Last week, Andrew Moss was giving up his pay rise. This week it's his job. The so-called "Shareholder Spring" has claimed its first scalp. Scalp, perhaps, but Mr Moss is no victim. Aviva's now former chief executive will depart with a severance package of £1.75m, despite having presided over a fall in share price of around 60 per cent.

Shareholder revolt grows as Aviva's boss Andrew Moss falls on his sword

Andrew Moss quits insurance giant to join ex-AstraZeneca and Trinity Mirror chiefs

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The saffron censorship that governs India: Why national pride and religious sentiment trump freedom of expression

The saffron censorship that governs India

Zareer Masani reveals why national pride and religious sentiment trump freedom of expression
Prince Charles' 'black spider' letters to be published 'within weeks'

Prince Charles' 'black spider' letters to be published 'within weeks'

Supreme Court rules Dominic Grieve's ministerial veto was invalid
Distressed Zayn Malik fans are cutting themselves - how did fandom get so dark?

How did fandom get so dark?

Grief over Zayn Malik's exit from One Direction seemed amusing until stories of mass 'cutting' emerged. Experts tell Gillian Orr the distress is real, and the girls need support
The galaxy collisions that shed light on unseen parallel Universe

The cosmic collisions that have shed light on unseen parallel Universe

Dark matter study gives scientists insight into mystery of space
The Swedes are adding a gender-neutral pronoun to their dictionary

Swedes introduce gender-neutral pronoun

Why, asks Simon Usborne, must English still struggle awkwardly with the likes of 's/he' and 'they'?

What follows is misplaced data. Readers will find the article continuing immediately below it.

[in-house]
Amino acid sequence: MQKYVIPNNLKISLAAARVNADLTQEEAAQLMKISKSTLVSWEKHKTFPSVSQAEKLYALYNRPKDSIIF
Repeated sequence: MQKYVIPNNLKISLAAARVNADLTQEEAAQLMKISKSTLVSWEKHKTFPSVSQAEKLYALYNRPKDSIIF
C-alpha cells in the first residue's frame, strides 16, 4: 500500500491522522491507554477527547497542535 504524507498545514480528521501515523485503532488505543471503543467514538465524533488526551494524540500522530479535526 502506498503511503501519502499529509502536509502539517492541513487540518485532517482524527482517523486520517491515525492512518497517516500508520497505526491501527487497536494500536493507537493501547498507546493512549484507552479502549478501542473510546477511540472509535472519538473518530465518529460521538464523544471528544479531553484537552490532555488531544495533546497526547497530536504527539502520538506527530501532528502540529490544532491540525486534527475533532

Disney's mega money-making formula: 'Human' remakes of cartoon classics are part of a lucrative, long-term creative plan

Disney's mega money-making formula

'Human' remakes of cartoon classics are part of a lucrative, long-term creative plan
Lobster has gone mainstream with supermarket bargains for £10 or less - but is it any good?

Lobster has gone mainstream

Anthea Gerrie, raised on meaty specimens from the waters around Maine, reveals how to cook up an affordable feast
Easter 2015: 14 best decorations

14 best Easter decorations

Get into the Easter spirit with our pick of accessories, ornaments and tableware
Paul Scholes column: Gareth Bale would be a perfect fit at Manchester United and could turn them into serious title contenders next season

Paul Scholes column

Gareth Bale would be a perfect fit at Manchester United and could turn them into serious title contenders next season
Inside the Kansas greenhouses where Monsanto is 'playing God' with the future of the planet

The future of GM

The greenhouses where Monsanto 'plays God' with the future of the planet
Britain's mild winters could be numbered: why global warming is leaving UK chillier

Britain's mild winters could be numbered

Gulf Stream is slowing down faster than ever, scientists say
Government gives £250,000 to Independent appeal

Government gives £250,000 to Independent appeal

Donation brings total raised by Homeless Veterans campaign to at least £1.25m
Oh dear, the most borrowed book at Bank of England library doesn't inspire confidence

The most borrowed book at Bank of England library? Oh dear

The book's fifth edition is used for Edexcel exams
Cowslips vs honeysuckle: The hunt for the UK’s favourite wildflower

Cowslips vs honeysuckle

It's the hunt for UK’s favourite wildflower
Child abuse scandal: Did a botched blackmail attempt by South African intelligence help Cyril Smith escape justice?

Did a botched blackmail attempt help Cyril Smith escape justice?

A fresh twist reveals the Liberal MP was targeted by the notorious South African intelligence agency Boss